Class warfare?

Posted Wednesday, July 25, 2012 in Analysis

Class warfare?

by Gina Hamilton

The upper classes, and especially their political mouthpiece, the Republican Party, are decrying the increased focus on the middle class by the Democrats, calling it tantamount to "class warfare." Is it class warfare? What does that even mean in the context of today's economy? And are the middle classes right to start asserting themselves?

Class conflict is the tension between members of different socioeconomic classes, due to competing economic interests. A classic example of class conflict is the struggle between labor and capital, for instance, and one which is seen recapitulated during this period of economic difficulty. Unions were born of this struggle, and in the modern era, a well-played propaganda campaign was able to turn much of the working class and middle class against unions, especially public employee unions.

But that is not the only example of "class warfare," as it has been waged by the wealthy against the middle and working classes. 

In the last 40 years or so, a major change has taken place in the American economy. We have moved from an industrial economy, which made actual hard goods, to a service economy, largely involved in trading favors with one another.  In short, for the middle classes, we have become a nation of tax preparers and hairdressers and teachers, all providing services for one another. Very little is built or constructed, and the only kind of "productivity" involved is the shuffling of dollars back and forth, as opposed to the normal definition, which is the number of items built or assembled per manhour.

So, for the middle classes, the only way to increase productivity is to decrease the number of people taking the dollars that are shuffling back and forth. As a result, the tax preparer stays up late every night to do the work himself instead of hiring an assistant; the hairdressing salon cuts back on staff; and teachers are losing jobs, pension dollars, and health insurance. And that is middle-class productivity.

The problem is, it doesn't benefit the middle class, and indeed hurts it. So fewer people are taking their taxes to be done, instead opting to do it themselves, because they can't afford the preparer's fees. People put off getting their hair done for a few more weeks or go to cheaper salons. People go to town meetings and complain about the tax dollars going to support the schools, and cut foreign language, physical education, art, music, and other enrichment classes that the parents themselves enjoyed to save a few dollars, because their own incomes are declining.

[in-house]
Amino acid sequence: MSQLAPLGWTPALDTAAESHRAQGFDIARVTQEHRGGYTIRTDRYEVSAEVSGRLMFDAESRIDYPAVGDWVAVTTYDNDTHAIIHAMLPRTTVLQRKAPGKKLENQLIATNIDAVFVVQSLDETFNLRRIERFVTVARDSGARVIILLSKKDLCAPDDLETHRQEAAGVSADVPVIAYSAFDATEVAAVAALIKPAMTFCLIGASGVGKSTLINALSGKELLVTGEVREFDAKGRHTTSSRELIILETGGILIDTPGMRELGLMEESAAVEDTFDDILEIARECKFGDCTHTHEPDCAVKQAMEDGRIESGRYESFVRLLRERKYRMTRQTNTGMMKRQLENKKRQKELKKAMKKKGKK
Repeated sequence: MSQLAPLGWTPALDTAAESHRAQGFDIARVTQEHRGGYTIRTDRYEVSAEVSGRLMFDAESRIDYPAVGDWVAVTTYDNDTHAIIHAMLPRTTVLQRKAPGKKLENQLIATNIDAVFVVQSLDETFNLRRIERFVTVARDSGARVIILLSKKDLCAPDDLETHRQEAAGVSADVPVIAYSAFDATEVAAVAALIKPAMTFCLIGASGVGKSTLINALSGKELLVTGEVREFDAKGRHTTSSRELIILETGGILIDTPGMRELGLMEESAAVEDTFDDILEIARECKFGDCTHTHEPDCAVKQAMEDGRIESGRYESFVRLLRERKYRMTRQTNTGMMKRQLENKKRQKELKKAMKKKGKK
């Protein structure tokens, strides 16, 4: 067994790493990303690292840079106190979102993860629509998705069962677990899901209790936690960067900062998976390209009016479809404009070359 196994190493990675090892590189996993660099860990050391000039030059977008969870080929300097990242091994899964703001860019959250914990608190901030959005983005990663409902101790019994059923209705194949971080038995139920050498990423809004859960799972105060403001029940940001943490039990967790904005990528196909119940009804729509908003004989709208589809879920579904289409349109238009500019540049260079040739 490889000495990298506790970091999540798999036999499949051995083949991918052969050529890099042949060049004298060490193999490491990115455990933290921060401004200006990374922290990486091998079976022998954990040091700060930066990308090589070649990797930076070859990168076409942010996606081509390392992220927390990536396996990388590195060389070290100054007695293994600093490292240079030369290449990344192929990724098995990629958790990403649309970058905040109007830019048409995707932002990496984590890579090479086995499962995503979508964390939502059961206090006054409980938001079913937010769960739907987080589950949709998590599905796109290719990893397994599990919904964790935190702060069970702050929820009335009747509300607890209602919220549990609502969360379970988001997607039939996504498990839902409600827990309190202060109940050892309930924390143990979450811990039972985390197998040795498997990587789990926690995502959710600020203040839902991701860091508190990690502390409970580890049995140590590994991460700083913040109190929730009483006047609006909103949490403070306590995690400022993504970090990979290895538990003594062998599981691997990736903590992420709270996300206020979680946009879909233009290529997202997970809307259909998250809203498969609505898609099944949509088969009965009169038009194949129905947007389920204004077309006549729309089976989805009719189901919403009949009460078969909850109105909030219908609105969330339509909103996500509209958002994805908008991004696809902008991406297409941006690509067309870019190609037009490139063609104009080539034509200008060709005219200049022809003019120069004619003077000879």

However, this isn't a problem for the upper classes. Their income isn't coming from a job alone, it's coming from unearned investment income and maybe a job as well, so a loss in income owing to higher productivity on one side increases investment income on the other. In short, they're doing fine. 

This leads to an increasing wage disparity for those who are technically "working" on the upper-income side and those who work an average job in the same company. This year, the average disparity between a CEO and the average (not the starting average) employee is 231 to 1. In a Fortune 500 company, that ratio increases to 380 to 1.

That is unique to the United States. In most countries, the ratio between the highest earners in a company and those in the middle tends to be somewhere in the range of 15-20 to 1, and in some countries, including Japan, the ratio is about 11 to 1.

What happens when the disparity is as great as it is in the United States is that the average employee can no longer afford the services (generally not goods) that the company is selling. Companies retaliate by demanding greater productivity, often by laying off employees or forcing more unpaid work. But the problem doesn't go away, because the employees (and other employees of other like companies) can't afford to purchase what their employer offers. And so a downward spiral continues until the company goes bankrupt or is taken over by a venture capital firm, which fires everyone and hires again at even lower wages.

What it all means is that the middle classes are the focus of people who want to improve the economy for everyone, because those people understand that the middle class, not the upper class, is the engine that drives the economy forward. 

However, many Republicans in Congress, themselves extremely wealthy, hope to derail the facts of the matter by issuing the war cry of "class warfare."  At the same time, Republicans in every state try to bust public unions, which are one of the ways the middle class levels the playing field, claiming that state budgets do not allow for living wages for their employees.

Apparently, the "class warfare" has been going on for some time; it's only now that the battle has become less one-sided.

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